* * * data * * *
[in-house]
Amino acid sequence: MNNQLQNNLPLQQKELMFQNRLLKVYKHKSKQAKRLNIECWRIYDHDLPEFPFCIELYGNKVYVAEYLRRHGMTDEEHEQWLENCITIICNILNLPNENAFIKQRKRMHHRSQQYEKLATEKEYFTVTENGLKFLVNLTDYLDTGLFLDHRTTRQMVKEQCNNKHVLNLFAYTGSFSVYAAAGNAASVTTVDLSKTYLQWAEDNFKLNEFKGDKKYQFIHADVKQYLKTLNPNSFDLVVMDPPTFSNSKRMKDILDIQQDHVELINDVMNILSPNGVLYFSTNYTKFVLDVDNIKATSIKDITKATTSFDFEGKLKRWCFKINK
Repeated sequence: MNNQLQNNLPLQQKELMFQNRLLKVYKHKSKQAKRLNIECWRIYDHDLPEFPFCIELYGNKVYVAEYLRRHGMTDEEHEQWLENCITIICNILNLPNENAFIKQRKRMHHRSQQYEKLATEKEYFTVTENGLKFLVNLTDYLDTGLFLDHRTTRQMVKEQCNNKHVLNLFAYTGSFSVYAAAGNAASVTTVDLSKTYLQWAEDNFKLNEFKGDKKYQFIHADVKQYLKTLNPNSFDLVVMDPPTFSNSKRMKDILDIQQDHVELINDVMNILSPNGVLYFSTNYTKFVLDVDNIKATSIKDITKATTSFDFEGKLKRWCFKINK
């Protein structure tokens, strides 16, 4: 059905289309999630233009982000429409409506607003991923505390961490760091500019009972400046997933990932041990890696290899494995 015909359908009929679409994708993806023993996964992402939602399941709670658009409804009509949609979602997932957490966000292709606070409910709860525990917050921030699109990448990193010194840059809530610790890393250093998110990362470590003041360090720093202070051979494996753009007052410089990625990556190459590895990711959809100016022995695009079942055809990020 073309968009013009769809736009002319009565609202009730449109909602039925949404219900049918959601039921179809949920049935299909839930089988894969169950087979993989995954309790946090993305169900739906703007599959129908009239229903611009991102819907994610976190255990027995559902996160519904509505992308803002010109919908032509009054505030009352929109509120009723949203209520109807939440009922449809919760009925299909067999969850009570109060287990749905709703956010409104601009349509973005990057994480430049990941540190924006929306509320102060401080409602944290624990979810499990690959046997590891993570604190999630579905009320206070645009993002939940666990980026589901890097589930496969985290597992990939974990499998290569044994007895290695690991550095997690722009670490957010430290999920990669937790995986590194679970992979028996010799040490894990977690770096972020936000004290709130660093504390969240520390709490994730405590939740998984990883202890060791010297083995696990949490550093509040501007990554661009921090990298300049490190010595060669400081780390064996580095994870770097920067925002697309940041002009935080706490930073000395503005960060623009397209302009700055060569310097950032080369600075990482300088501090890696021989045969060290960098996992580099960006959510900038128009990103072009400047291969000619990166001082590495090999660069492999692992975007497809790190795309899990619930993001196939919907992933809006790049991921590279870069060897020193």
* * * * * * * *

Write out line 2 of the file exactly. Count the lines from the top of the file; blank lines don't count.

Amino acid sequence: MNNQLQNNLPLQQKELMFQNRLLKVYKHKSKQAKRLNIECWRIYDHDLPEFPFCIELYGNKVYVAEYLRRHGMTDEEHEQWLENCITIICNILNLPNENAFIKQRKRMHHRSQQYEKLATEKEYFTVTENGLKFLVNLTDYLDTGLFLDHRTTRQMVKEQCNNKHVLNLFAYTGSFSVYAAAGNAASVTTVDLSKTYLQWAEDNFKLNEFKGDKKYQFIHADVKQYLKTLNPNSFDLVVMDPPTFSNSKRMKDILDIQQDHVELINDVMNILSPNGVLYFSTNYTKFVLDVDNIKATSIKDITKATTSFDFEGKLKRWCFKINK